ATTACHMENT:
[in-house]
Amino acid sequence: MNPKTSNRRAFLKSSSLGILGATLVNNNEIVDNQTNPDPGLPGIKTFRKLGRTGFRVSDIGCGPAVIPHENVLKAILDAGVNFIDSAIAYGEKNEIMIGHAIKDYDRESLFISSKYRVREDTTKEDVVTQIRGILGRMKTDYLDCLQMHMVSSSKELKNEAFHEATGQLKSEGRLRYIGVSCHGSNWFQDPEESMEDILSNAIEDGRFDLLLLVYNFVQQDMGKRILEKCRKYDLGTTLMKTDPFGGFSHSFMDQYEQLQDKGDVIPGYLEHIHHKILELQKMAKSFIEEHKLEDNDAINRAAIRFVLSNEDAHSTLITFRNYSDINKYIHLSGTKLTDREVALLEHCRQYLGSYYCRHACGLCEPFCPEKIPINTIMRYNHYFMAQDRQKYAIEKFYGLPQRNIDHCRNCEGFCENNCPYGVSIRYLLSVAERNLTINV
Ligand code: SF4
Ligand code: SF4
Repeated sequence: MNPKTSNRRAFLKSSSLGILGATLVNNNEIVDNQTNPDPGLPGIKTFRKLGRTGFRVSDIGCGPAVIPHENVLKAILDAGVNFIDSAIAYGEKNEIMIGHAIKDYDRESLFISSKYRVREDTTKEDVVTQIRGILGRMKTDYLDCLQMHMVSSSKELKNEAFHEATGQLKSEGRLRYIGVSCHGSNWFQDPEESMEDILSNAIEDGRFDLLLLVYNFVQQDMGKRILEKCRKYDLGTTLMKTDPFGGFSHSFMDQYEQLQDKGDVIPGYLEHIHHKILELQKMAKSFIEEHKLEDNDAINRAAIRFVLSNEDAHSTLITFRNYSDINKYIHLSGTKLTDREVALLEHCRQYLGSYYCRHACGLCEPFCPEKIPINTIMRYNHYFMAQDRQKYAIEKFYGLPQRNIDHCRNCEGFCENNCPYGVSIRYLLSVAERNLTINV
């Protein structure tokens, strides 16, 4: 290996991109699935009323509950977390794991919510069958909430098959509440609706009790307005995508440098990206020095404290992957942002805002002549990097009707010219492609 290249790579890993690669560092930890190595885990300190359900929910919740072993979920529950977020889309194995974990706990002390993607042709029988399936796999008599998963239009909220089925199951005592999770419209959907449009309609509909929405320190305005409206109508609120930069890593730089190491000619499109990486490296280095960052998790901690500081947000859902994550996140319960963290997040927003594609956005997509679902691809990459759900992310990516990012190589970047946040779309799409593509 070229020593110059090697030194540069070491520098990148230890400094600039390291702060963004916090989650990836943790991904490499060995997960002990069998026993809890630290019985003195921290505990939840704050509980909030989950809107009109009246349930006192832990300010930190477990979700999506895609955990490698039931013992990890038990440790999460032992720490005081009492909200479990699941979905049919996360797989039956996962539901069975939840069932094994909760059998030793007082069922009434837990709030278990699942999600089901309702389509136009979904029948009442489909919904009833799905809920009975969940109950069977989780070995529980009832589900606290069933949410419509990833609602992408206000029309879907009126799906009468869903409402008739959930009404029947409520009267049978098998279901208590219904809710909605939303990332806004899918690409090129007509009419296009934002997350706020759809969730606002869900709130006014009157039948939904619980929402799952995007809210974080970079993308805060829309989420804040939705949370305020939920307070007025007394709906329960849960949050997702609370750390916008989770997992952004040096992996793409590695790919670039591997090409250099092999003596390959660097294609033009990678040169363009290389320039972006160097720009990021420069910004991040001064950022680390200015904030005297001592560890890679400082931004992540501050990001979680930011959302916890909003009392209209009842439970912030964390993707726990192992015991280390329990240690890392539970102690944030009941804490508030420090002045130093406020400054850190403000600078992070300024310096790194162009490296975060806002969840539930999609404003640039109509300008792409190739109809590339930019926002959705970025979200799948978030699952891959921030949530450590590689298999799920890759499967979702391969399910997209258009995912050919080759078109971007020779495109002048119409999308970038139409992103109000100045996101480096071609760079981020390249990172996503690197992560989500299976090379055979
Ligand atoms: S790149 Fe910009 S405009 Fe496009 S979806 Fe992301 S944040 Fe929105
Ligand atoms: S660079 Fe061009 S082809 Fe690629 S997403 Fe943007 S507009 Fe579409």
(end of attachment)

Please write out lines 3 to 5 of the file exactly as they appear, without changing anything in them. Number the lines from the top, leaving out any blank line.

Ligand code: SF4
Ligand code: SF4
Repeated sequence: MNPKTSNRRAFLKSSSLGILGATLVNNNEIVDNQTNPDPGLPGIKTFRKLGRTGFRVSDIGCGPAVIPHENVLKAILDAGVNFIDSAIAYGEKNEIMIGHAIKDYDRESLFISSKYRVREDTTKEDVVTQIRGILGRMKTDYLDCLQMHMVSSSKELKNEAFHEATGQLKSEGRLRYIGVSCHGSNWFQDPEESMEDILSNAIEDGRFDLLLLVYNFVQQDMGKRILEKCRKYDLGTTLMKTDPFGGFSHSFMDQYEQLQDKGDVIPGYLEHIHHKILELQKMAKSFIEEHKLEDNDAINRAAIRFVLSNEDAHSTLITFRNYSDINKYIHLSGTKLTDREVALLEHCRQYLGSYYCRHACGLCEPFCPEKIPINTIMRYNHYFMAQDRQKYAIEKFYGLPQRNIDHCRNCEGFCENNCPYGVSIRYLLSVAERNLTINV